But, touring the park with John, I was convinced that this zoo actually MEANS it.

We spent the rest of our time at the park shadowing animal handler Danielle as she made her daily feeding rounds. We watched her interact with two older grey wolves, and observed as she hid food in Bloom the badger's enclosure. One thing Danielle stressed is the fact that none of the animals at the BC Wildlife Park are fed out of bowls — they have to work to find their food, just like their wild counterparts.

Feeding wolves at BC Wildlife Park in Kamloops

In the badger enclosure, Danielle buried food in Bloom's older dens. Earlier, we had watched Clover “hunt” a dead fish that Danielle had hidden in his pond. She also explained how she puts food for the bears up in trees, and sometimes puts meat on a line for the big cats to make them stalk it like they would in the wild.

By the time we were at the grizzly bear enclosure, Danielle had shown us how she uses food-motivated training to train even the largest animals in the park to show her their paws and teeth so she can keep an eye out for any injuries.

Feeding Dawson and Knute — grizzly siblings that came to the park as very young cubs after their mother was killed — through the fence like we did was a lot of fun, but Danielle pointed out that it's not done just to entertain the tourists.

Feeding a grizzly bear at BC Wildlife Park in Kamloops

And that's the part worth mentioning again — this “zoo” first and foremost cares for its animals. The entertainment of the tourists is secondary.

For example, Clover the Spirit Bear is not yet on display to the general public. Even though he is a rare bear (in fact, the ONLY Kermode bear currently in captivity), the park is not trying to exploit him for money. I commend them for this — plenty of other zoos would have had him front and center from Day 1.

By the time we bid John and all the animals farewell, I felt really good about our visit to the BC Wildlife Park, and was actually really excited about sharing the experience with all of you.

It just goes to prove that not all zoos are bad. Some, like this one, are actually doing incredible work.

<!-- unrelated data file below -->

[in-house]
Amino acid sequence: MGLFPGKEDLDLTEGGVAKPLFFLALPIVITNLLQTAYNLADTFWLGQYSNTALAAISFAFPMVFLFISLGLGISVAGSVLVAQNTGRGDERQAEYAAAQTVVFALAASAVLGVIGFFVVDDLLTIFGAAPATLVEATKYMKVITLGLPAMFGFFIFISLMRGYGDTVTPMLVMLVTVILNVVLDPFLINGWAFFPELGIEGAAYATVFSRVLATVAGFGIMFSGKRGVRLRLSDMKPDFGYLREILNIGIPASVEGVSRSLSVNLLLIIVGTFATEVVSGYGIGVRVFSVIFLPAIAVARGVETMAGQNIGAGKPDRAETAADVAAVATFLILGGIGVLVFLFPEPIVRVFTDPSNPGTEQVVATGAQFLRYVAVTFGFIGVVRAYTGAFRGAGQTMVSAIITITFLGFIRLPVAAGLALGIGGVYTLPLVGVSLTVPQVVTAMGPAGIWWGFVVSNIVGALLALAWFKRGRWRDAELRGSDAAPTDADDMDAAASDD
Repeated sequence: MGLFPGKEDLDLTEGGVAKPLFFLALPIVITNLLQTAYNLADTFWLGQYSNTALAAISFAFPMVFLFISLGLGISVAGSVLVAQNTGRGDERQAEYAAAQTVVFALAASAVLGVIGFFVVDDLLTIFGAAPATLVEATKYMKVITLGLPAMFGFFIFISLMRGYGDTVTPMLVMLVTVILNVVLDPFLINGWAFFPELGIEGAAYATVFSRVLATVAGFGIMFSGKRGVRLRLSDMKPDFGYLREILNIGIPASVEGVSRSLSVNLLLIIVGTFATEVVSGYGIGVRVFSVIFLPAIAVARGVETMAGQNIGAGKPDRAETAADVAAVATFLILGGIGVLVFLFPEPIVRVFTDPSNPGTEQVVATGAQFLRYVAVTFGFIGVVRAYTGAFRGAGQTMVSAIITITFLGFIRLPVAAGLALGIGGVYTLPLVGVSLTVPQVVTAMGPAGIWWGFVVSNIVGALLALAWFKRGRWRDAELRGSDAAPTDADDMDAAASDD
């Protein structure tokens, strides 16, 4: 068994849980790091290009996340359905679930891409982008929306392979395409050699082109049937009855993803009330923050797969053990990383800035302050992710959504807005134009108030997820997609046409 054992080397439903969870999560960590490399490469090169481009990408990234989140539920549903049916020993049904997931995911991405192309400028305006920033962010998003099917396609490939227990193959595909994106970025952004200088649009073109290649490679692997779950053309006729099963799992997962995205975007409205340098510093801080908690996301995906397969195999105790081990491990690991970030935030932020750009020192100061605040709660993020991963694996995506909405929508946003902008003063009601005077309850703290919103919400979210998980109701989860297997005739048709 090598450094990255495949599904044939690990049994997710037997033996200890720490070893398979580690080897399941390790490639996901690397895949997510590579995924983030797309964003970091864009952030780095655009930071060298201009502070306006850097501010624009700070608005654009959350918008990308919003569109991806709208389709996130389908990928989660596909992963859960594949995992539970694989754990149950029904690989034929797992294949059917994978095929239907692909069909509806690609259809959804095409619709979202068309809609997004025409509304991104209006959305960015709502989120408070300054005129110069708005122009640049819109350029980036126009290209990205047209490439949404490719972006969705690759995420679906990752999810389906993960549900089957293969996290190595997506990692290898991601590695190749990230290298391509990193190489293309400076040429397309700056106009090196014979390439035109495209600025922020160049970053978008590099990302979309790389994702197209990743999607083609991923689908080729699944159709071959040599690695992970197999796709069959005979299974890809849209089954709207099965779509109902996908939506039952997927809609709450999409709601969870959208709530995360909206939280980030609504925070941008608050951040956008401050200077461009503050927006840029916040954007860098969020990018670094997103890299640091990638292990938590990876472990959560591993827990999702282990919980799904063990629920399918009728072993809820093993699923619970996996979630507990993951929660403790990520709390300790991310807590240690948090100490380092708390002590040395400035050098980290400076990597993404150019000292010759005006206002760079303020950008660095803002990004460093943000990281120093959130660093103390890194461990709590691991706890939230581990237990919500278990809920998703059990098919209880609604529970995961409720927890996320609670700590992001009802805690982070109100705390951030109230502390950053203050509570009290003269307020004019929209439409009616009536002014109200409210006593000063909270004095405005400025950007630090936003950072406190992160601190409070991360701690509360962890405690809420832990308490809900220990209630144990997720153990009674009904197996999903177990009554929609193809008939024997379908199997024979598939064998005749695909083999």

What's your take on zoos and wildlife parks?


*Disclaimer: This trip was sponsored by Coast Hotels (and Zipcar), though I was technically just the +1 and was not obligated to write a thing about it. All opinions are completely my own.

"It's a dangerous business, going out your door. You step onto the road, and, if you don't keep your feet, there's no telling where you might get swept off to." - JRR Tolkien

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37 Comments on “BC Wildlife Park: A Zoo That Gets it Right

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  1. I think zoos that are done well are great for educating people. Education is probably the best way to decrease the mistreatment of animals and encourage people to think about preservation of animal habitats, so I’m always a fan of zoos that prioritize conservation and education over entertainment!

      I definitely agree on the education over entertainment statement!

    Something that might help you (and everyone) make decisions about whether a zoo is “good” or not in the US is to see if they are accredited by the Association of Zoos and Aquariums (AZA). Being accredited requires inspections and meeting certain welfare standards. It also often means the animals are part of a large species survival plan that manages breeding of endangered animals to maximize genetic diversity and promote conservation. Other countries/continents have similar organizations, I am just less familiar with them personally.

    You certainly make a decent point, and I concur that it’s tragic that Clover has been in Kamloops for so long without a bigger fenced in area. In any case, the way that the recreation center isn’t putting him in plain view (hence profiting off him), I feel like their expectations are at any rate in the ideal spot.

    Clover was never relocated. He was found as a small cub, rehabilitated and released the following spring. He came across a remote archeological dig site where he found food (as did other black bears), and instead of relocating him like so many people and petitions requested, they put him in the zoo. I’m surprised the zoo gets away with saying he was relocated twice. When they brought him in, they tried to appease everyone by saying they were going to build a world class facility for him that he would share with other black bears that would be ready by the spring when he came out if hibernation. That was over two years ago. He has been alone in a small enclosure the whole time.